A 17-year-old Ukrainian girl remained in US government custody on Saturday after she was denied immediate entry into the country by authorities along the southern border, where a growing number of Ukrainianshoping to enter the United States, his caregivers told CBS News.
On Wednesday night, 17-year-old Yelyzaveta, who was training to become a missionary in Mexico, traveled to the US border crossing in San Ysidro, southern California, alongside fellow intern Alina Dolinenko, 21. missionary from Ukraine. Unable to return to war-torn Ukraine, Yelyzaveta and Dolinenko hoped to enter the United States to live with a resident of Maryland who sponsored their missionary program in Mexico.
U.S. border officials allowed hundreds of Ukrainians to enter the country each day through the San Ysidro crossing after being instructed toconsider exempting Ukrainian passport holders from pandemic-era restrictions that currently prevent other migrants from seeking asylum.
But when they were processed at the San Ysidro port of entry, Dolinenko said they were told by US border officials that Yelyzaveta could not be immediately allowed to enter the country because she was underage and not traveling with her children. parents or legal guardians.
US customs officials told them they would take Yelyzaveta “for an indefinite period, because she is not allowed to cross without her parents,” said Dolinenko, who was allowed to enter the United States. “She cried a lot.”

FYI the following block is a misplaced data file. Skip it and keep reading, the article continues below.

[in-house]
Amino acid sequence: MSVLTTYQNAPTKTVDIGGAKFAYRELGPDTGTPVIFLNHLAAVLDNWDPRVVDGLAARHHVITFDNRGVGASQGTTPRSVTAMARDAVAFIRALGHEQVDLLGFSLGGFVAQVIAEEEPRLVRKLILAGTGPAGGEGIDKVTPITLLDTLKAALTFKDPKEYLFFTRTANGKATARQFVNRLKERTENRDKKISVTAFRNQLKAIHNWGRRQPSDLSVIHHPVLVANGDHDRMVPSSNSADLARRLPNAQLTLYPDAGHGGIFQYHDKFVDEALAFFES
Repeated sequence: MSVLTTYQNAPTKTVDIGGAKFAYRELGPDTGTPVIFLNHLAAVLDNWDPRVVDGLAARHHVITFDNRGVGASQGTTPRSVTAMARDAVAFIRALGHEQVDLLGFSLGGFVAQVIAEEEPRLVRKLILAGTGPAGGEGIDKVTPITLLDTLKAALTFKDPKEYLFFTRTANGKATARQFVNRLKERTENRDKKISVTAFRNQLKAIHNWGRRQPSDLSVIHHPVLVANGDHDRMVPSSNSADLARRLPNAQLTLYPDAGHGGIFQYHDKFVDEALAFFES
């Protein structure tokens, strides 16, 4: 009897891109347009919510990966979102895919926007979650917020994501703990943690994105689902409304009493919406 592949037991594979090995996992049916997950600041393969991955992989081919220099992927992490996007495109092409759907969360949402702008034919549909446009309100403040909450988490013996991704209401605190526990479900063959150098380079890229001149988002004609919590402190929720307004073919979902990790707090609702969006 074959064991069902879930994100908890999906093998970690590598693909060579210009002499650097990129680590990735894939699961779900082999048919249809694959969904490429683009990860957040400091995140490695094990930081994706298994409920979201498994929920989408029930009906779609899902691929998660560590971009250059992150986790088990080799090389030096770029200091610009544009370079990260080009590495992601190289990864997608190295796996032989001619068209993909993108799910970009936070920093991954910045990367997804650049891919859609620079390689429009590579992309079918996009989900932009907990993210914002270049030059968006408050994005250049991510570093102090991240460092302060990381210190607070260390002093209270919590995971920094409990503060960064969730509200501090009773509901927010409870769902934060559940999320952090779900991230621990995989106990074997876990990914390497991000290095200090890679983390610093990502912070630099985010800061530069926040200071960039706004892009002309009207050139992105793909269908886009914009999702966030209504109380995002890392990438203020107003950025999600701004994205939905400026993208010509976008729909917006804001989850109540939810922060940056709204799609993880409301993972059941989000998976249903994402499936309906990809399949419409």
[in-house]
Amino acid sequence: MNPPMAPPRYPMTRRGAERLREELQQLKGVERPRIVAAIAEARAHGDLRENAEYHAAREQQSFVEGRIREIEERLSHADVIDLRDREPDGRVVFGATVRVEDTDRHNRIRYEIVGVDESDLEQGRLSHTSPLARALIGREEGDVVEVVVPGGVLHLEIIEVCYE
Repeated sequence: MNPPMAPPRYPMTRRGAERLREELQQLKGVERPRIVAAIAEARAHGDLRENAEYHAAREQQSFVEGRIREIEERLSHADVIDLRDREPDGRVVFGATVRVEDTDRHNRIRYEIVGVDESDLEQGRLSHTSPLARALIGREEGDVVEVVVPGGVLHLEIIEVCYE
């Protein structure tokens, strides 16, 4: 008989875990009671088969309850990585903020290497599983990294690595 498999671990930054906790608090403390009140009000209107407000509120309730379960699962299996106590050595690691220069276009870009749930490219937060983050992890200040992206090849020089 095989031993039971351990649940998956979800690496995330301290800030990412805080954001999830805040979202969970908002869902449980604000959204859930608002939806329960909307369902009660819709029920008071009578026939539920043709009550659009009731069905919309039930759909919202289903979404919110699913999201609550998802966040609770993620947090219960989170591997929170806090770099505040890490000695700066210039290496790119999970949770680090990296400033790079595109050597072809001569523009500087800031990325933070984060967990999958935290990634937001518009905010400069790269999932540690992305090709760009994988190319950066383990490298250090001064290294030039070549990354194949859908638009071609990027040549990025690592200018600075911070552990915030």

A 2008 law requires U.S. border officials to temporarily detain undocumented children who are processed without their parents or legal guardians until they can transfer them to shelters overseen by the Department of Health and Human Services ( HHS). The law generally requires that this transfer take place within 72 hours.
The law was designed to protect migrant children from violence and trafficking, and was applied primarily to Central American minors, who make up theunaccompanied youth in the care of HHS.
However, the unprecedented number of Ukrainians traveling to Mexico in an attempt to escape the Russian invasion and quickly enter the United States led to this anti-trafficking law affecting a small number of Ukrainian children.
The HHS Refugee Resettlement Office was housing at least four Ukrainian children recently transferred from U.S. border custody on Friday, a U.S. government official told CBS News, requesting anonymity to discuss internal data.
CBS News only uses Yelyzaveta’s first name because she is underage. His exact whereabouts were unknown on Saturday. Sharon Fletcher, the Maryland resident who hoped to provide Yelyzaveta and Dolinenko with housing, said Yelyzaveta told her during a two-minute call Thursday that she remained in the custody of US Customs and Border Protection (CBP).
“She burst into tears saying, ‘I don’t want to be here,'” Fletcher told CBS News. “She doesn’t want to be in this place. She wants to be free.”
CBP and Department of Homeland Security officials did not respond to questions about Yelyzaveta’s treatment and whereabouts. HHS did not immediately respond to a request for comment. A US official said Yelyzaveta was not in an HHS shelter on Friday evening.